Could someone please explain multiplexing in relation to HTTP/2 and how it works?
Put simply, multiplexing allows your Browser to fire off multiple requests at once on the same connection and receive the requests back in any order.
And now for the much more complicated answer...
So one of the main issues on the web today is the network latency in sending the requests between browser and server. It may only be tens or perhaps hundreds of millisecond, which might not seem much, but they add up and are often the slowest part of web browsing - especially as websites get more complex and require extra resources (as they are getting) and Internet access is increasingly via mobile (with slower latency than broadband).
As an example let's say there are 10 resources that your web page needs to load after the HTML is loaded itself (which is a very small site by today's standards as 100+ resources is common, but we'll keep it simple and go with this example). And let's say each request takes 100ms to travel across the Internet to web server and back and the processing time at either end is negligible (let's say 0 for this example for simplicity sake). As you have to send each resource and wait for a response one at a time, this will take 10 * 100ms = 1,000ms or 1 second to download the whole site.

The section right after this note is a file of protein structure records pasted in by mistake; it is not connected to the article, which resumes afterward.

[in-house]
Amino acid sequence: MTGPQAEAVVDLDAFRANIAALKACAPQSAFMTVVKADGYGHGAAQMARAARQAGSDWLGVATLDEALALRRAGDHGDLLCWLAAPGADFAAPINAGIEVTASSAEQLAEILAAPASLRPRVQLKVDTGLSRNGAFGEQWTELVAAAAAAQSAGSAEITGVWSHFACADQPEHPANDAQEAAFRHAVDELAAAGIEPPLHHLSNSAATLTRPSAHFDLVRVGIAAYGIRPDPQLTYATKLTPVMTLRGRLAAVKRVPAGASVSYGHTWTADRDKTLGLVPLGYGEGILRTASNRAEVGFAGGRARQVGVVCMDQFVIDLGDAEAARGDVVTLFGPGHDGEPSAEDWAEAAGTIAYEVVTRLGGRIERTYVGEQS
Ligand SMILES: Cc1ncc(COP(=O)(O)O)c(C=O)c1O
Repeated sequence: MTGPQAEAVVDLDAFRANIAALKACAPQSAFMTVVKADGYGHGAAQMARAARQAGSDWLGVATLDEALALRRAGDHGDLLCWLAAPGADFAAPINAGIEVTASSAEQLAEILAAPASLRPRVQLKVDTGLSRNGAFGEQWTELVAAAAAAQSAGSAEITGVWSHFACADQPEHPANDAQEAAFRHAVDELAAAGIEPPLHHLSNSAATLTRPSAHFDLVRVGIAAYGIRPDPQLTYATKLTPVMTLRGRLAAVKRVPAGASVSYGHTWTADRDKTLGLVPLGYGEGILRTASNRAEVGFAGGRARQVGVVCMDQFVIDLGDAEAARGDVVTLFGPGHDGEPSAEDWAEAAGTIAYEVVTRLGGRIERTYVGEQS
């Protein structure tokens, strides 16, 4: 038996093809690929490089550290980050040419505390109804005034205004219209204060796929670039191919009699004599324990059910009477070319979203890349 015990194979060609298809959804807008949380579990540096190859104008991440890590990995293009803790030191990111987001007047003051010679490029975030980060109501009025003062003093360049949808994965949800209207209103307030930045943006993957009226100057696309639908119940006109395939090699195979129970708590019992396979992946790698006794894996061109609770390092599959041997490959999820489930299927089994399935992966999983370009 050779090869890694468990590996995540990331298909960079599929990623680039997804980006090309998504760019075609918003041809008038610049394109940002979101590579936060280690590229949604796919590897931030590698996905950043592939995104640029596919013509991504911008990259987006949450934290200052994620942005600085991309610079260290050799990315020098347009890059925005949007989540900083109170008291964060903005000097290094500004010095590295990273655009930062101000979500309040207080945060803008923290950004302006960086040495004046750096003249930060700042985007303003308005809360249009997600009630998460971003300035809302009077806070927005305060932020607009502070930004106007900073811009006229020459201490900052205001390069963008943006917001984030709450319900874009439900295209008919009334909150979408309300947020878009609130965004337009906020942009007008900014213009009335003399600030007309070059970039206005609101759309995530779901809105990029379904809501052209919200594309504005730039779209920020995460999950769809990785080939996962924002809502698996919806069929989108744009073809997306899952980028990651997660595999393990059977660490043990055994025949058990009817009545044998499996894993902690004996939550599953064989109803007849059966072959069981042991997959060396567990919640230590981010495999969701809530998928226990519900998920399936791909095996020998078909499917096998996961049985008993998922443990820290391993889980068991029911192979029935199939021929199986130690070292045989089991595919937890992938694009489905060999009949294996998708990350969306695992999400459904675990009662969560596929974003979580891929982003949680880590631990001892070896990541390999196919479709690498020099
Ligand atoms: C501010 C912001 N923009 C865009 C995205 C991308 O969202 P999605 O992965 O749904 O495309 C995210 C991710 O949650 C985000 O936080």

To get around this, browsers usually open multiple connections to the web server (typically 6). This means a browser can fire off multiple requests at the same time, which is much better, but at the cost of the complexity of having to set-up and manage multiple connections (which impacts both browser and server). Let's continue the previous example and also say there are 4 connections and, for simplicity, let's say all requests are equal. In this case you can split the requests across all four connections, so two will have 3 resources to get, and two will have 2 resources to get totally the ten resources (3 + 3 + 2 + 2 = 10). In that case the worst case is 3 round times or 300ms = 0.3 seconds - a good improvement, but this simple example does not include the cost of setting up those multiple connections, nor the resource implications of managing them (which I've not gone into here as this answer is long enough already but setting up separate TCP connections does take time and other resources - to do the TCP connection, HTTPS handshake and then get up to full speed due to TCP slow start).
Note: HTTP/1.1 does have the concept of pipelining which also allows multiple requests to be sent off at once. However they still had to be returned in order they were requested, in their entirety, so nowhere near as good as HTTP/2, even if conceptually it's similar. Not to mention the fact this is so poorly supported by both browsers and servers that it is rarely used.
To put it as a real world example: assume you have to order 10 items from a shop for home delivery:
HTTP/1.1 with one connection means you have to order them one at a time and you cannot order the next item until the last arrives. You can understand it would take weeks to get through everything.
HTTP/1.1 with multiple connections means you can have a (limited) number of independent orders on the go at the same time.